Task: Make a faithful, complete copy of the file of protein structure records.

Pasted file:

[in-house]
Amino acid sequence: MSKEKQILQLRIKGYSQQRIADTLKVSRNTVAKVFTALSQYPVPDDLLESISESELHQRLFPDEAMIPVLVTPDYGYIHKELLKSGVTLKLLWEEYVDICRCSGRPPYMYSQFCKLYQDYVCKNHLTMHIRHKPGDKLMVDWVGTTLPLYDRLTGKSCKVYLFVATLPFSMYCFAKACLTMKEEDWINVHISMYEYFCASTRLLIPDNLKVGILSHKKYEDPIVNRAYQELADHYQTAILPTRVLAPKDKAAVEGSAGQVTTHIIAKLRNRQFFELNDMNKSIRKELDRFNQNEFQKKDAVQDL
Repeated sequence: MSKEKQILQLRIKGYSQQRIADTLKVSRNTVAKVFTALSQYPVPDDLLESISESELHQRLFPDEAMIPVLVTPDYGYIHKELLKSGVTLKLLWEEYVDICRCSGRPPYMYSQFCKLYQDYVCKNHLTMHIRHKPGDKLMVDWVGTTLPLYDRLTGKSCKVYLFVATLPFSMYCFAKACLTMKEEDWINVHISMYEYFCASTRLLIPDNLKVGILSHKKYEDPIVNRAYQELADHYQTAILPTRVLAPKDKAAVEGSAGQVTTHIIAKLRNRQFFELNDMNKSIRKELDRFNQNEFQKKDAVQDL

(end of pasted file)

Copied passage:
[in-house]
Amino acid sequence: MSKEKQILQLRIKGYSQQRIADTLKVSRNTVAKVFTALSQYPVPDDLLESISESELHQRLFPDEAMIPVLVTPDYGYIHKELLKSGVTLKLLWEEYVDICRCSGRPPYMYSQFCKLYQDYVCKNHLTMHIRHKPGDKLMVDWVGTTLPLYDRLTGKSCKVYLFVATLPFSMYCFAKACLTMKEEDWINVHISMYEYFCASTRLLIPDNLKVGILSHKKYEDPIVNRAYQELADHYQTAILPTRVLAPKDKAAVEGSAGQVTTHIIAKLRNRQFFELNDMNKSIRKELDRFNQNEFQKKDAVQDL
Repeated sequence: MSKEKQILQLRIKGYSQQRIADTLKVSRNTVAKVFTALSQYPVPDDLLESISESELHQRLFPDEAMIPVLVTPDYGYIHKELLKSGVTLKLLWEEYVDICRCSGRPPYMYSQFCKLYQDYVCKNHLTMHIRHKPGDKLMVDWVGTTLPLYDRLTGKSCKVYLFVATLPFSMYCFAKACLTMKEEDWINVHISMYEYFCASTRLLIPDNLKVGILSHKKYEDPIVNRAYQELADHYQTAILPTRVLAPKDKAAVEGSAGQVTTHIIAKLRNRQFFELNDMNKSIRKELDRFNQNEFQKKDAVQDL